I'm not sure what it is about ham that's so deeply ingrained into my psyche.  I know of tales from my family of me sitting in the pushchair being pushed around supermarkets happily eating the ham brought seconds ago from the butcher's resulting in my mom paying for the empty pack at the checkout - like other mothers do with chocolate or sweets. This is essentially the sample size portion of a full leg of ham that is in some of the super-deluxe hampers , and was perfect for a cold meat supper with some pasta (and a solitary leafy green).

I think that I've been spoilt with hams before as this was merely very good ham.  It wasn't salty at all which was a very nice surprise, but was otherwise like top quality butcher's ham should be.  It was suitably crumbly, and had the right balance of fat to meat.  I'd happily eat this on a daily basis (probably not wise) but it didn't feel quite as luxury as some of the other items.  I guess if the whole ham was sitting on the table and I could carve it myself then that would be the pinnacle for this particular item, and possibly it's main selling point.

A Selection of Neal's Yard Dairy Cheeses (eaten by Ms. NLi10 and her dad)


Buried under all the straw in the main picture was this little box of cheese.  I'm not an expert on cheese, and am more than a little repulsed by the stuff so I passed it on to my partner who assured me that it was 'very good cheese'

I think that some of the varieties of cheese were a little too strong for her so we are taking some of those this evening for her dad - who likes the kind of cheese that you have to keep in the out-house or garage to prevent the house from smelling like some kind of mouse party.  I'll see if I can get a few comments on these to add in later.

Wow - what a long review you are thinking!  And you'd be right - but it isn't over yet as they also sent us puddings!

On the left we have banana loaf which was very, very nice, but not especially interesting so I shall focus on the other two.  On the right we have:

Forman & Field Chocolate Brownie Loaf (eaten by me and Ms NLi10)

Note the grown-up plates.  We are so classy!

The brownie looked really posh in it's little wooden box (that you can reuse to bake your own) and has a great texture which is both smooth and has crunch to it in places.  As any brownie aficionado knows you should take one of them (or a slice in this case) and pop it into the microwave for a 10 count to return it to it's former squidgy glory.  When you do this it elevates this to being an amazing brownie.  A little more interesting than it's Gu counterpart, but I suspect harder to get hold of (although F&F do have a big patisserie section online).  We'd have this again in a heartbeat!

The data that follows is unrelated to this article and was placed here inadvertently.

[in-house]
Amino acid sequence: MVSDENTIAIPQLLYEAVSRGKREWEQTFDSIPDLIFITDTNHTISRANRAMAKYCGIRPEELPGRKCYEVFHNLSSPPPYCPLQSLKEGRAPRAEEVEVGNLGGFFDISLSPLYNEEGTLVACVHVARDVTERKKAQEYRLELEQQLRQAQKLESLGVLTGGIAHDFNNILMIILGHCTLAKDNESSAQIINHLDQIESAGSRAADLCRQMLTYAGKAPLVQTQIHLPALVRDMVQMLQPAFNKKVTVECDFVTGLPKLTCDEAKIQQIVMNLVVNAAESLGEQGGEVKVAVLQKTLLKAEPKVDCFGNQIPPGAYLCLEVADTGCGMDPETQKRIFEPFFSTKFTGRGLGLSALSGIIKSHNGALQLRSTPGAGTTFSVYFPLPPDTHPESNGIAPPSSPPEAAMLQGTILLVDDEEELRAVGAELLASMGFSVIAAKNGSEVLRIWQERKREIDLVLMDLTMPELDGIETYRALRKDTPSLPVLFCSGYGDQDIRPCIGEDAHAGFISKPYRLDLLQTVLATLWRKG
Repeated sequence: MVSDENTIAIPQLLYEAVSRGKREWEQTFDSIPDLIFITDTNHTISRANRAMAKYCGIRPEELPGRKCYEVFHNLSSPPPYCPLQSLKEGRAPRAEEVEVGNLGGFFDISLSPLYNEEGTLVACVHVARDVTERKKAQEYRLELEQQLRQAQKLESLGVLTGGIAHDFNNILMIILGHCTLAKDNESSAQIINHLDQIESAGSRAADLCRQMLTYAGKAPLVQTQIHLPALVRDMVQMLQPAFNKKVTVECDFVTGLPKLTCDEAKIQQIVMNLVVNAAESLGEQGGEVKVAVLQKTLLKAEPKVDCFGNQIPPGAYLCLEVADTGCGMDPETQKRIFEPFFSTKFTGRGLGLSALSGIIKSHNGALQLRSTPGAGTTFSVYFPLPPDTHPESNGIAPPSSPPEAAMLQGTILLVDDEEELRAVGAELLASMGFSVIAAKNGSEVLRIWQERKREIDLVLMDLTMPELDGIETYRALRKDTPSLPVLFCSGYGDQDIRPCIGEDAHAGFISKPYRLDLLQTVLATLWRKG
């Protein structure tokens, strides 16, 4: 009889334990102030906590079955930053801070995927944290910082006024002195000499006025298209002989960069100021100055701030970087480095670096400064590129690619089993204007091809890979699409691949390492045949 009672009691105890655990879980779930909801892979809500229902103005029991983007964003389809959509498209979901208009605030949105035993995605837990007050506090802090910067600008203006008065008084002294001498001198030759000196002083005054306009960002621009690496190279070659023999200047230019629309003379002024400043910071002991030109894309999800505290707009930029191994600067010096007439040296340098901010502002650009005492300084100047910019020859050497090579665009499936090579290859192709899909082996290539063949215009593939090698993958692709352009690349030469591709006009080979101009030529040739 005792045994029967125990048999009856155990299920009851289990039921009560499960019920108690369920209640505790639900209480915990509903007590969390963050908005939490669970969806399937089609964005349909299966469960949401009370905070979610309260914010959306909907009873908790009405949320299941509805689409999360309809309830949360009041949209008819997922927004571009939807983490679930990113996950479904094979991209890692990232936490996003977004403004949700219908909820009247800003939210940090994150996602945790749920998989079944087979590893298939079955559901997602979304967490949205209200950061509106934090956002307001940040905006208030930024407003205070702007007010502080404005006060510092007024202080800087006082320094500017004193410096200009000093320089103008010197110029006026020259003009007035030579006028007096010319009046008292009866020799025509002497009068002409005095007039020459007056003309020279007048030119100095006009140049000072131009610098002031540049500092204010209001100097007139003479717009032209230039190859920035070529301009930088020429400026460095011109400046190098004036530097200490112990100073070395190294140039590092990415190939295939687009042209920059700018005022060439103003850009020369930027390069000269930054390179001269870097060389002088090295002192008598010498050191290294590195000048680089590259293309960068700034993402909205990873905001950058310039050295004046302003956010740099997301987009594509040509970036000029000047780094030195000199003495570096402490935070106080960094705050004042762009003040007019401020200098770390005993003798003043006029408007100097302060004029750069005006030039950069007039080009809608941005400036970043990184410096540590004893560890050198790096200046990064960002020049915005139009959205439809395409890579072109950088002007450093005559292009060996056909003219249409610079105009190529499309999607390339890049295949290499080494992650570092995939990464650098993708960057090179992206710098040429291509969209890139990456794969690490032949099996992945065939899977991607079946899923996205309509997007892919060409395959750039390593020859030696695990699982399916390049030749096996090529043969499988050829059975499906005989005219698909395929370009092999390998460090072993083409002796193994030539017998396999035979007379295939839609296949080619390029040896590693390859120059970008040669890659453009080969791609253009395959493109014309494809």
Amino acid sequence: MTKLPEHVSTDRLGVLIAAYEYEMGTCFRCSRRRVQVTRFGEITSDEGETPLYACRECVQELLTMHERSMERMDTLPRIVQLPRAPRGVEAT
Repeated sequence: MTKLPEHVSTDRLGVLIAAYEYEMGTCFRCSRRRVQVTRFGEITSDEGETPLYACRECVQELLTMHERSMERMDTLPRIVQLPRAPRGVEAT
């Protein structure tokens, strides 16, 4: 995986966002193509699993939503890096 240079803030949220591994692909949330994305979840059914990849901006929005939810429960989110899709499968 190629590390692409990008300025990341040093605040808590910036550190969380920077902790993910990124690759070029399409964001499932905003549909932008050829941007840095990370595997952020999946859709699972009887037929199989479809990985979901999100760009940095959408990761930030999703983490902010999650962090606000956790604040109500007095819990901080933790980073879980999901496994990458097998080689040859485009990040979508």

Paul Wayne Gregory Pure Indulgence Chocolates (me & Ms NLi10)

The final thing to eat at the end of the diner party is the little chocolates.  These are rectangular and decently sized with a soft centre which is tea flavoured - result!  There are better pictures here as I didn't really capture the elegance of the little guys.

The flavours vary by chocolate and neither of us were sure which one we had eaten, despite being tea aficionados.  They were very nice, but I think the chocolate is stronger than the delicate tea interiors.  This heightens the indulgence factor, but at the expense of the flavour.  The tea is the stronger of the two aftertastes - but if you are eating this at the end of a meal you are likely to have a tea already. Better stashed away for a secret nibble late at night I think (this is what happened to the third one :D )

This leaves us with one remaining thing - the hamper itself!

Once I figured out that the straw-like paper was very off-putting for them and replaced it with a blanket this has become a very classy cat bed.  Unfortunately they are still in the 'shy phase' and keep getting out of it whenever we approach.  If you frequently had picnics then this is certainly robust enough to be reused, but buying a hamper for someone with cats really does add value to the deal as it's perfectly sized for them.  When I get a picture I will add it.

Thanks go to Forman & Field for sending this out.  We've had a great time trying it all, and really must now sleep it all off.  If you want to see pictures of their food being used in it's intended environment (and pictures of the cheese still on it's wheels) then their Blog is pretty good.


bob said...

Goodness, that takes me right back to my childhood when I used to see those adverts from shops my parents used to shop in.
Sadly, neither them, nor myself, were ever the recipients of those lovely hampers, but still love the delights that awaited in them.
These days, living in the States, a bottle of Salad Cream, a packet of Jammie Dodgers and a jar of Brannie would suffice.

Anonymous said...

Very interesting! I've slavered over the Forman & Field website online, it's great to see some of the contents reviewed.